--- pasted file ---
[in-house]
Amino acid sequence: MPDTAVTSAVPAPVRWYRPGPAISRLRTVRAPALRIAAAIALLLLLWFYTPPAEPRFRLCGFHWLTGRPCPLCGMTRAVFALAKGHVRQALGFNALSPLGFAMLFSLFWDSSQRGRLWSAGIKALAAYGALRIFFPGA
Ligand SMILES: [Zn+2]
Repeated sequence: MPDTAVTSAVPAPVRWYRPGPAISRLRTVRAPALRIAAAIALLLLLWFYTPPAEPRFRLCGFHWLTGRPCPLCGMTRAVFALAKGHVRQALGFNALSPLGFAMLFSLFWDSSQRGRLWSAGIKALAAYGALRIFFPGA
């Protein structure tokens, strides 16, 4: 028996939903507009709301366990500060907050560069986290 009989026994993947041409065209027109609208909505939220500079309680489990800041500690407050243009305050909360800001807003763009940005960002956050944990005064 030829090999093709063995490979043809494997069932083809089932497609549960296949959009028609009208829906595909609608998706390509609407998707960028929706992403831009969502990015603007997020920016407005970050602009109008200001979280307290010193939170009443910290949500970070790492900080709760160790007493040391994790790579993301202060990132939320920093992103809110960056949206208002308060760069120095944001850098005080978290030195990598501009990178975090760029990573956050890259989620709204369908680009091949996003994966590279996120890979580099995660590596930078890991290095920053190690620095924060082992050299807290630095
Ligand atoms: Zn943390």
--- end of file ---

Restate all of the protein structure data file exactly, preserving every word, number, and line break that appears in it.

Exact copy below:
[in-house]
Amino acid sequence: MPDTAVTSAVPAPVRWYRPGPAISRLRTVRAPALRIAAAIALLLLLWFYTPPAEPRFRLCGFHWLTGRPCPLCGMTRAVFALAKGHVRQALGFNALSPLGFAMLFSLFWDSSQRGRLWSAGIKALAAYGALRIFFPGA
Ligand SMILES: [Zn+2]
Repeated sequence: MPDTAVTSAVPAPVRWYRPGPAISRLRTVRAPALRIAAAIALLLLLWFYTPPAEPRFRLCGFHWLTGRPCPLCGMTRAVFALAKGHVRQALGFNALSPLGFAMLFSLFWDSSQRGRLWSAGIKALAAYGALRIFFPGA
């Protein structure tokens, strides 16, 4: 028996939903507009709301366990500060907050560069986290 009989026994993947041409065209027109609208909505939220500079309680489990800041500690407050243009305050909360800001807003763009940005960002956050944990005064 030829090999093709063995490979043809494997069932083809089932497609549960296949959009028609009208829906595909609608998706390509609407998707960028929706992403831009969502990015603007997020920016407005970050602009109008200001979280307290010193939170009443910290949500970070790492900080709760160790007493040391994790790579993301202060990132939320920093992103809110960056949206208002308060760069120095944001850098005080978290030195990598501009990178975090760029990573956050890259989620709204369908680009091949996003994966590279996120890979580099995660590596930078890991290095920053190690620095924060082992050299807290630095
Ligand atoms: Zn943390």